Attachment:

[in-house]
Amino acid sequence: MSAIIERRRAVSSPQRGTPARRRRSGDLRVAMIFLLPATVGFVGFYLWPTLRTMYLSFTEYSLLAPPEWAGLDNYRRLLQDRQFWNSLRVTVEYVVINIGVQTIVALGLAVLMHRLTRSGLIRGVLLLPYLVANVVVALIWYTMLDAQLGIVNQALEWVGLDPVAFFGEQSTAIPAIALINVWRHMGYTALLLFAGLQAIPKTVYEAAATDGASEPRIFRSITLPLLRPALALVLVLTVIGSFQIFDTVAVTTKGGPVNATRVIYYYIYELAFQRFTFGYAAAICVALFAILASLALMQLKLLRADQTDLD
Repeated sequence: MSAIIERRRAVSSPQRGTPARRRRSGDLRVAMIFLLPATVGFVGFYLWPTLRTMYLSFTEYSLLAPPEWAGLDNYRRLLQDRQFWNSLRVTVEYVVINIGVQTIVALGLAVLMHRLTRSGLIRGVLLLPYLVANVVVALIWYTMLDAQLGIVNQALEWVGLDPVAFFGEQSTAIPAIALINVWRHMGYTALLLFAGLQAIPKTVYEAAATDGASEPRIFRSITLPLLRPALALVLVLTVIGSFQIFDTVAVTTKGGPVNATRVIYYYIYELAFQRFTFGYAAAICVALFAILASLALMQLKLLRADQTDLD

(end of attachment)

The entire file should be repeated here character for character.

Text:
[in-house]
Amino acid sequence: MSAIIERRRAVSSPQRGTPARRRRSGDLRVAMIFLLPATVGFVGFYLWPTLRTMYLSFTEYSLLAPPEWAGLDNYRRLLQDRQFWNSLRVTVEYVVINIGVQTIVALGLAVLMHRLTRSGLIRGVLLLPYLVANVVVALIWYTMLDAQLGIVNQALEWVGLDPVAFFGEQSTAIPAIALINVWRHMGYTALLLFAGLQAIPKTVYEAAATDGASEPRIFRSITLPLLRPALALVLVLTVIGSFQIFDTVAVTTKGGPVNATRVIYYYIYELAFQRFTFGYAAAICVALFAILASLALMQLKLLRADQTDLD
Repeated sequence: MSAIIERRRAVSSPQRGTPARRRRSGDLRVAMIFLLPATVGFVGFYLWPTLRTMYLSFTEYSLLAPPEWAGLDNYRRLLQDRQFWNSLRVTVEYVVINIGVQTIVALGLAVLMHRLTRSGLIRGVLLLPYLVANVVVALIWYTMLDAQLGIVNQALEWVGLDPVAFFGEQSTAIPAIALINVWRHMGYTALLLFAGLQAIPKTVYEAAATDGASEPRIFRSITLPLLRPALALVLVLTVIGSFQIFDTVAVTTKGGPVNATRVIYYYIYELAFQRFTFGYAAAICVALFAILASLALMQLKLLRADQTDLD